Parents are Fed Up: Why This Kids Wear Trend is on the Rise


When it comes to kids wear, we’ve long-since been trained to see the colors pink or blue, and immediately associate them with “girl” or “boy”,  while other colors like yellow, red, brown and white remain neutral. Even specific characters and hobbies are divided amongst both sexes: ballerinas, kittens, castles, and princess are for girls; and trucks, dinosaurs, comic books, and sports are for boys. As such, it can be difficult for shoppers who have children with varying interests to find clothing that are suitable to their likes. Retailers like Target have begun stepping up and offering parents more options suitable for all kids. Rather than ticking specific boxes for girls and boys, garments are created for both, leaving the decision on what to buy wholly in the parents’ (and kids’) hands.

Brands and retailers of all sizes are following this trend

Yes, major retailers are making small changes to their offerings, but many smaller brands have launched out of the frustrations of parents wanting to create the very items they could never find as well. Lands’ End launched a line of science-inspired unisex t-shirts. Meanwhile, Zara launched an “Ungendered” collection for teens and older kids under their TRF line, which focuses on basic t-shirts, sweatshirts, and jeans. Parents may even begin to notice images like dinosaurs are popping up in previously unconventional places like girls’ clothing under brands like Boden, etc.


Although the market is responding well, it’s still not easy to seek out girls’ clothing with dinosaurs or pink shorts for boys. As mentioned above, this lag has inspired parents to branch out and create their own brands. Clothes Without Limits hosts 13 independent children’s wear companies that challenge gender roles within the industry. Free To Be Kids, Baby Blastoff, Jessy & Jack, Handsome in Pink, and Budding Stem are just some of the brands parents can find when looking for inspirational, neutral, and eco-friendly kids’ apparel. “There is really a sharp divide between what is considered girls’ stuff and what’s considered boys’ stuff,” says Courtney Hartman, founder of Seattle-based Jessy & Jack, a collection of unisex T-shirts for kids that have robots and dinosaurs, and Free to Be Kids, where a shirt with the slogan, “I’m a Cat Guy” comes in blue, gray and yellow.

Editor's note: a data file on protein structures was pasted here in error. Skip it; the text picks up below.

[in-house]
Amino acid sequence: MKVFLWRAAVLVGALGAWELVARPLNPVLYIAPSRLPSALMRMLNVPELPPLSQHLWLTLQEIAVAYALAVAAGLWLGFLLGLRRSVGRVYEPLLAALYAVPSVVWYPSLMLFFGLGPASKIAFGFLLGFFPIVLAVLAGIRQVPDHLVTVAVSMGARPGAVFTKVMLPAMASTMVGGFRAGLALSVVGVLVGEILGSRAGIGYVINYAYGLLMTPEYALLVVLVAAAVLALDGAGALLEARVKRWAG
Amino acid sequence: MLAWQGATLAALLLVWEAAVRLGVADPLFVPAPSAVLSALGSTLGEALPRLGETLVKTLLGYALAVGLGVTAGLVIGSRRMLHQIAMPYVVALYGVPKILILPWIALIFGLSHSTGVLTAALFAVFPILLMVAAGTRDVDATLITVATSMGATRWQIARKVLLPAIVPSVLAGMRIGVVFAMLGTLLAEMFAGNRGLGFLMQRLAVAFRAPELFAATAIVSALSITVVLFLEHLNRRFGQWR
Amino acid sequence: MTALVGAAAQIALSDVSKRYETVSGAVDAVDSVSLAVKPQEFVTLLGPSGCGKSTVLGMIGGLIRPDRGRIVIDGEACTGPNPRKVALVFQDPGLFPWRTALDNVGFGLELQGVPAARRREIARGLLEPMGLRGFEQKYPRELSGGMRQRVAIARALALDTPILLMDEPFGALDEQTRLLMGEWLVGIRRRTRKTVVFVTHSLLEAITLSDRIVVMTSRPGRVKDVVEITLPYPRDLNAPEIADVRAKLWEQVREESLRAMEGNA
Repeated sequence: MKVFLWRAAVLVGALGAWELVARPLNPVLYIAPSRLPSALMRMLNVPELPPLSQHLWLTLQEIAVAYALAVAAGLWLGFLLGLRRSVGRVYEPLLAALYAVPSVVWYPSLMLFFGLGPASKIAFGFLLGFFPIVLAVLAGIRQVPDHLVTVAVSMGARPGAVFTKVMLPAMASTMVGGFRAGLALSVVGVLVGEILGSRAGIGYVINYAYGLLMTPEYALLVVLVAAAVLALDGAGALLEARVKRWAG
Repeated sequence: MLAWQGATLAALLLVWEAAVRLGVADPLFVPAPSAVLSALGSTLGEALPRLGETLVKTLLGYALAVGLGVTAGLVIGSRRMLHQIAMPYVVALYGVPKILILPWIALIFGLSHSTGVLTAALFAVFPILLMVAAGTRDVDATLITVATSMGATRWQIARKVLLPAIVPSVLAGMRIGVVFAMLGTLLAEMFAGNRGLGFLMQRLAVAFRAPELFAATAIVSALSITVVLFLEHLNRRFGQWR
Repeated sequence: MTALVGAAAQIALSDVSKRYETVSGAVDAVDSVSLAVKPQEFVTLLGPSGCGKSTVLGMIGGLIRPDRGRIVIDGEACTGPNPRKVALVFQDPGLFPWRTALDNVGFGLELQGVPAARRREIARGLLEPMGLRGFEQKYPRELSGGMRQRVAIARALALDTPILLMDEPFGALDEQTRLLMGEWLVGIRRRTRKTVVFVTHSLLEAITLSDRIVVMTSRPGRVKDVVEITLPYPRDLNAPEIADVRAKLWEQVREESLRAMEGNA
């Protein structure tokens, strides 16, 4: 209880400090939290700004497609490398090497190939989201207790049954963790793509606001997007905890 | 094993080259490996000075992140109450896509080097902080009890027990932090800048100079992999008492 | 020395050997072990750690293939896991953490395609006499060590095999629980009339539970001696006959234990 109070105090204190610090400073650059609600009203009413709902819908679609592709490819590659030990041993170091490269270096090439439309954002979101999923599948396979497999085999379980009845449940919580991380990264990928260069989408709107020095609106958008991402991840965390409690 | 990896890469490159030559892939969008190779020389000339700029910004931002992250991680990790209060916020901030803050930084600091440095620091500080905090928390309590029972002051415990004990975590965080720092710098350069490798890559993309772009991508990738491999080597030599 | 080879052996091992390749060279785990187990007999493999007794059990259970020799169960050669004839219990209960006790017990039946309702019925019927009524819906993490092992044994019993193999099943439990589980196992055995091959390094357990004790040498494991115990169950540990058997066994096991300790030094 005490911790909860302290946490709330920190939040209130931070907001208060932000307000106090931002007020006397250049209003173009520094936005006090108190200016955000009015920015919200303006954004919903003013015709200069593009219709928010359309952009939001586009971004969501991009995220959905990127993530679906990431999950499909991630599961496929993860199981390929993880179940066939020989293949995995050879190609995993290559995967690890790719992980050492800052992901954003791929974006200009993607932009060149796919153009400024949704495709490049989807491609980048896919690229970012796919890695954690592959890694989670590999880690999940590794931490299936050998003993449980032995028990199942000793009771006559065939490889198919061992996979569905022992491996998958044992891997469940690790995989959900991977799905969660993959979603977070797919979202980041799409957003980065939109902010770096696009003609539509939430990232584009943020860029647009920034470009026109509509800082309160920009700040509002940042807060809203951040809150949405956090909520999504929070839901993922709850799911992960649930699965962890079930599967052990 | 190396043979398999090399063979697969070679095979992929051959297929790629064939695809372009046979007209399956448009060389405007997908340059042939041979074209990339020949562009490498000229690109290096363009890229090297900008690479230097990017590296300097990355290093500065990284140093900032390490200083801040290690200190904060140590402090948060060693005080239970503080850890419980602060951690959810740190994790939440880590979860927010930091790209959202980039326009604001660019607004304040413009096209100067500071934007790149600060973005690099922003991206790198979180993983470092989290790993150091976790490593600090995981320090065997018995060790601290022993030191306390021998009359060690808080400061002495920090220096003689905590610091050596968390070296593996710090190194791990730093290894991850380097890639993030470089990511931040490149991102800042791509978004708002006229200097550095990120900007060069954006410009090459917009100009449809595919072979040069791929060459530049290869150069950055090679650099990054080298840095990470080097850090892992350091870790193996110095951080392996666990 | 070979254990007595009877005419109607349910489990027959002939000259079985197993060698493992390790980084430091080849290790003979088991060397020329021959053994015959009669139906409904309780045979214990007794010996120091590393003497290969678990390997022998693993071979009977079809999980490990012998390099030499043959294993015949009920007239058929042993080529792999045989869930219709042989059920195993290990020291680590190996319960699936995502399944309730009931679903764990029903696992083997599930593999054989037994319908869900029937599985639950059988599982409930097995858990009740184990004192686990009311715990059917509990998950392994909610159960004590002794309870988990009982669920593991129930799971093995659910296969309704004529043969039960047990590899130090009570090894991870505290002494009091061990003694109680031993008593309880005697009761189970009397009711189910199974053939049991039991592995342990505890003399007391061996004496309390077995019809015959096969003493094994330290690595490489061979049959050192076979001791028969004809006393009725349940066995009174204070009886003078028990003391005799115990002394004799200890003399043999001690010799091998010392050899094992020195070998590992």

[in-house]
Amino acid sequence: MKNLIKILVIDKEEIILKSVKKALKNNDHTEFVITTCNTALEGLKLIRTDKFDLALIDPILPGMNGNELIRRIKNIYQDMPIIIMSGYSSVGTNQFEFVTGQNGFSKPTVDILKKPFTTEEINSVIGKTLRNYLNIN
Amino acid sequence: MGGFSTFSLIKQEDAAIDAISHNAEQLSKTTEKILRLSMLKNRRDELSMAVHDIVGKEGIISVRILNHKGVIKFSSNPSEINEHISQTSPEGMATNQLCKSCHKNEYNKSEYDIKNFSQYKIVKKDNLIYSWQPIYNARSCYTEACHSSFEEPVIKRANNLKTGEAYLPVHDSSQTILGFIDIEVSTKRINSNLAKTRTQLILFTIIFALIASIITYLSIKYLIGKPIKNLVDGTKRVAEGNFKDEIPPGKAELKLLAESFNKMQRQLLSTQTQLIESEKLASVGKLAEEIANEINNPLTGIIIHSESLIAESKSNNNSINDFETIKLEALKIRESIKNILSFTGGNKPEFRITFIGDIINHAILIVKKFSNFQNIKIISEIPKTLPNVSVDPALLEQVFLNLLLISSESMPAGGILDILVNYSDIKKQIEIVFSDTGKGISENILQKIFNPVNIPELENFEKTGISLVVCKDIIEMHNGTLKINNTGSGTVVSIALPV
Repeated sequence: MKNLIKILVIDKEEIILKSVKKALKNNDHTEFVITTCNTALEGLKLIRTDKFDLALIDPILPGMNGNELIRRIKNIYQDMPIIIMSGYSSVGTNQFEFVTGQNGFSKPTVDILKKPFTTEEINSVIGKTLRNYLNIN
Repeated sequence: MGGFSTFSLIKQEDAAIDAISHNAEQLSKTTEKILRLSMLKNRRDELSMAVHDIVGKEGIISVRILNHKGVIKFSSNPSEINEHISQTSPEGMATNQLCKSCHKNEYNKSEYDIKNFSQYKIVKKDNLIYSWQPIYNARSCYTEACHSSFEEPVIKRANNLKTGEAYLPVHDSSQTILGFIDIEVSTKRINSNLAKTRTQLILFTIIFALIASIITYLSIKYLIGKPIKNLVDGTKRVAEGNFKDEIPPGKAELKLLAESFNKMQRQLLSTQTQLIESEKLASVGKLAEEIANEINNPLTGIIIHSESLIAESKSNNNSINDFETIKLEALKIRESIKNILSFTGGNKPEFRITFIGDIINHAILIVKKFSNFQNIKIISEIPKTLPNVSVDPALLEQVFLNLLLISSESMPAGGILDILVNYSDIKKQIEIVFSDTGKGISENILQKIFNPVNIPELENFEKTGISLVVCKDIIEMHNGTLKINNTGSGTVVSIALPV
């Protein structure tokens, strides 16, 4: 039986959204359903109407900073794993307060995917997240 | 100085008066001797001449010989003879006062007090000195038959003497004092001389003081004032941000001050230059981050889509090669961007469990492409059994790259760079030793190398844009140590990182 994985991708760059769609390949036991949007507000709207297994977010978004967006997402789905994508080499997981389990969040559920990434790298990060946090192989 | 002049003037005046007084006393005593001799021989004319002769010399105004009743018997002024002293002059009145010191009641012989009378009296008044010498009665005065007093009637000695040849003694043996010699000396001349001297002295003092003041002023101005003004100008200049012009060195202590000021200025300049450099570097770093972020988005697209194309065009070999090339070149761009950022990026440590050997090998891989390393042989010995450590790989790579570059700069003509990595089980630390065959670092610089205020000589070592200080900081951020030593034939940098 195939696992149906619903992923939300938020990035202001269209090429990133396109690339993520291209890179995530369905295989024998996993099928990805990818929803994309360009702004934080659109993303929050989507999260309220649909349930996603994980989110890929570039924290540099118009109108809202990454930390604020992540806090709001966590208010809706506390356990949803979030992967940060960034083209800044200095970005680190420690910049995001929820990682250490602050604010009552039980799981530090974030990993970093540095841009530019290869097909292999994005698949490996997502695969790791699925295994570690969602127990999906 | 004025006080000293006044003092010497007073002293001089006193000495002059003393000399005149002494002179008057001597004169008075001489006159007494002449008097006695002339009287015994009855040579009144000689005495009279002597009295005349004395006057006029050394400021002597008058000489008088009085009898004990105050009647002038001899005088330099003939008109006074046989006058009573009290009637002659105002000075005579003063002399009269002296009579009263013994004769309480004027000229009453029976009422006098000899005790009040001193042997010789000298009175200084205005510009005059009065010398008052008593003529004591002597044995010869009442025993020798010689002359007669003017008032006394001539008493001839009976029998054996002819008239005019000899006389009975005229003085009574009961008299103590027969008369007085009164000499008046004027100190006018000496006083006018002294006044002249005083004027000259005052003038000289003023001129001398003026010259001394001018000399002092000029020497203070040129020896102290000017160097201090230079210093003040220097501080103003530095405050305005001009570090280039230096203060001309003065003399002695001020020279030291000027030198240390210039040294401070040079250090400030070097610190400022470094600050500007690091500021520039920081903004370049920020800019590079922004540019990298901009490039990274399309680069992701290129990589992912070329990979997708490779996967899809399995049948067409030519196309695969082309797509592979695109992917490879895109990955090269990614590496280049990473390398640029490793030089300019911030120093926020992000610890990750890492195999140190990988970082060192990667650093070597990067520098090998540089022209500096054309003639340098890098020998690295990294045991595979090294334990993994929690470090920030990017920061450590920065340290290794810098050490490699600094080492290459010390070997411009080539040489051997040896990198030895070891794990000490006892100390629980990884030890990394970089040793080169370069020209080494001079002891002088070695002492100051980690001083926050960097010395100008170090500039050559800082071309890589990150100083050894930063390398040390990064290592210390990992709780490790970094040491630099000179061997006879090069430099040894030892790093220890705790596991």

Ultimately, these brands hope to continue breaking stereotypes, while offering a broader spectrum of options that enforce positive messages to all children.


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